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Lemurs Leap Onto The Big Screen In New Documentary

A new documentary film out in IMAX theaters introduces us to the world of lemurs. The tree-dwelling primates are one of our closest ancestors and only live in Madagascar.

Narrated by Morgan Freeman, “Island of Lemurs: Madagascar,” shows us the lives of lemurs and those who research them. Here & Now’s Jeremy Hobson talks with two of the people behind the film, screenwriter Drew Fellman and primatologist Dr. Patricia Wright.

Interview Highlights

Drew Fellman on the story behind Madagascar’s lemurs

“The leading theory about how lemurs ended up in Africa, was that a very small population of them rafted from mainland Africa to Madagascar about 60 million years ago. They were one of the first mammals, one of the earliest mammals and the earliest primate. … What we think happened was there was some sort of massive storm that blew a significant chunk of land out to sea. This could have been several square kilometers. … When they landed in Madagascar, they found this island that’s larger than California. It’s about the size of Texas or France. And there were no other mammals living in Madagascar at all. There were no other birds, and there were no predators.”

Dr. Patricia Wright on the ‘amazing’ variety of lemurs – more than 100 species

“First of all you have the smallest, which is the mouse lemur — fits in the palm of your hand. And there’s many species of them, but they’re the ones that also, in addition to berries and small fruits, they eat insects and frogs and live prey.”

“At the top of the scale is the indri, which is the size of a medium-sized dog. It’s amazing, it can leap. It just makes me cry every time I see them make those extraordinary leaps… And then their songs! Every morning they get up and do these songs, which basically say, ‘Good morning! Here I am! It’s going to be a good day.’”

“There are 17 species that are extinct, some of them as large as gorillas. And I wanted to see if this one was going to join the ranks… I also found a new species to science. And then when the timber exporters came in, I realized I wouldn’t be able to study them and find out what they do unless I protected the area where they came from.”

Fellman on threats to the lemurs

“Probably the largest threat to lemurs today is habitat loss. People came to Madagascar about 2,000 years ago from Borneo, over the sea, and brought with them a culture of fire, and have been practicing slash and burn agriculture ever since they arrived. For a long time, there was plenty of land to go around in Madagascar. But the population of Madagascar now is over 20 million people, and 90 percent of the forests have been burned down.”

Wright on protecting lemur habitat

“There certainly is hope for the lemurs. And also the politics now are getting more on track, and we’re hoping that we can not only protect the ones in the parks that we have, but we can also expand those parks. Right now there’s the national park service, but we’re also hoping to expand that and increase the number of protected areas with the help of the communities.”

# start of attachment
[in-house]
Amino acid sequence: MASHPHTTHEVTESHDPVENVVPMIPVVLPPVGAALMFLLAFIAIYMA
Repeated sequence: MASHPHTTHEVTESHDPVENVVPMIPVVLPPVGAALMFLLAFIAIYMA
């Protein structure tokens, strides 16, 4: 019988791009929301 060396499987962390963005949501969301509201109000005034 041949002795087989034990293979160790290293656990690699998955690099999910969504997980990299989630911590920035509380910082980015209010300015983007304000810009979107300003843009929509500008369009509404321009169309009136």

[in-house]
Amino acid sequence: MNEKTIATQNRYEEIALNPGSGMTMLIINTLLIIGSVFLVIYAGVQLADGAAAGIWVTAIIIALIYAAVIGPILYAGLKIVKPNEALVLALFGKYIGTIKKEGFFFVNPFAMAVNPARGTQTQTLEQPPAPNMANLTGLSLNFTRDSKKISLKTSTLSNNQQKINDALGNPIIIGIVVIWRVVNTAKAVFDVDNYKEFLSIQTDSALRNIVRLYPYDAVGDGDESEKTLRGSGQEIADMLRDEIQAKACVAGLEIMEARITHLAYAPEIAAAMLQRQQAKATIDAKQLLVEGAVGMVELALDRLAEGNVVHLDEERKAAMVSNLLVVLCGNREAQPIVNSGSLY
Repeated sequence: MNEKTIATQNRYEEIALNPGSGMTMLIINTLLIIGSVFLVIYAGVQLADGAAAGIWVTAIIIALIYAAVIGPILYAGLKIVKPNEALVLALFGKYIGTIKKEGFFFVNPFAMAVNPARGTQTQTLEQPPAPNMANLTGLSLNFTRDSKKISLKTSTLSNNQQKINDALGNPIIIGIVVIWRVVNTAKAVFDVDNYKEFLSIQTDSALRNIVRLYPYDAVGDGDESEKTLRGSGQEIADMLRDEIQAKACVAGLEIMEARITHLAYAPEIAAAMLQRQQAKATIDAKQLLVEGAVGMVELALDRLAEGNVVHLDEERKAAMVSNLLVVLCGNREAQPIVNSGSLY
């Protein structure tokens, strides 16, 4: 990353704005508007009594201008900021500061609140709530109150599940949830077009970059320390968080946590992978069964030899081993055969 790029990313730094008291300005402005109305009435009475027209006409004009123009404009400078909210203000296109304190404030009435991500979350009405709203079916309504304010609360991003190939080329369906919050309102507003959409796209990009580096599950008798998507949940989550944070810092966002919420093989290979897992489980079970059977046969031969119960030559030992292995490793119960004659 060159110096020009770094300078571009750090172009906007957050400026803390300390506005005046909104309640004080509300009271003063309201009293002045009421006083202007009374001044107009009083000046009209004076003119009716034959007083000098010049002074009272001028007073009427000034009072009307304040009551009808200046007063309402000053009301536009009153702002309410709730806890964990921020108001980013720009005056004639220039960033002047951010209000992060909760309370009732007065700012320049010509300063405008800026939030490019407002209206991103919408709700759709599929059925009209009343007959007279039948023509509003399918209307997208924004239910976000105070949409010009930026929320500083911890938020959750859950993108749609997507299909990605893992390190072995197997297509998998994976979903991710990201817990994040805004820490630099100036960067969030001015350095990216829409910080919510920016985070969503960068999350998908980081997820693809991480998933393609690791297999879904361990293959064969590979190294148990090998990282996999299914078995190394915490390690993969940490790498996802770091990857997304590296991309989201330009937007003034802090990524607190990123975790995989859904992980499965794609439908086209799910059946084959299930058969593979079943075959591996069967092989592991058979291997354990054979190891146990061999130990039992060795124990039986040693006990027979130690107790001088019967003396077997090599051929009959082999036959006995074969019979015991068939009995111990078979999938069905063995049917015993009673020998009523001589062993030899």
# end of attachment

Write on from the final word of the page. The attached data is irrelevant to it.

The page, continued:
[Youtube]

Guests

Copyright 2021 NPR. To see more, visit https://www.npr.org.

Lemurs live in the wild only in Madagascar. (Warner Bros./IMAX)
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Lemurs live in the wild only in Madagascar. (Warner Bros./IMAX)
Dr. Patricia 
Wright is an American 
primatologist, 
anthropologist, and 
conservationist. (Warner Bros./IMAX)
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Dr. Patricia Wright is an American primatologist, anthropologist, and conservationist. (Warner Bros./IMAX)
Lemurs are tree dwelling primates. (Warner Bros./IMAX)
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Lemurs are tree dwelling primates. (Warner Bros./IMAX)
The Greater Bamboo Lemur is the largest species of bamboo lemur. (Warner Bros./IMAX)
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The Greater Bamboo Lemur is the largest species of bamboo lemur. (Warner Bros./IMAX)
Ring-tailed lemurs are the most intensely studied of all the lemurs: they are also the most easily recognizable lemur and the most common in captivity. (Warner Bros./IMAX)
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Ring-tailed lemurs are the most intensely studied of all the lemurs: they are also the most easily recognizable lemur and the most common in captivity. (Warner Bros./IMAX)
Tsaranoro Mountain in Madagascar (Warner Bros./IMAX)
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Tsaranoro Mountain in Madagascar (Warner Bros./IMAX)
In Madagascar, gray mouse lemurs are sometimes sighted in gardens and roadside brush. (Warner Bros./IMAX)
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In Madagascar, gray mouse lemurs are sometimes sighted in gardens and roadside brush. (Warner Bros./IMAX)
The Sifaka of Madagascar are distinguished from other lemurs by their mode of locomotion: these animals maintain a distinctly vertical posture and leap through the trees using just the strength of their back legs. (Warner Bros./IMAX)
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The Sifaka of Madagascar are distinguished from other lemurs by their mode of locomotion: these animals maintain a distinctly vertical posture and leap through the trees using just the strength of their back legs. (Warner Bros./IMAX)
The Verreaux’s Sifaka does not need to drink water and can survive severe drought by eating the bark and cambium of the spiny, cactus-like plants, Operculicarya decaryi. (Warner Bros./IMAX)
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The Verreaux’s Sifaka does not need to drink water and can survive severe drought by eating the bark and cambium of the spiny, cactus-like plants, Operculicarya decaryi. (Warner Bros./IMAX)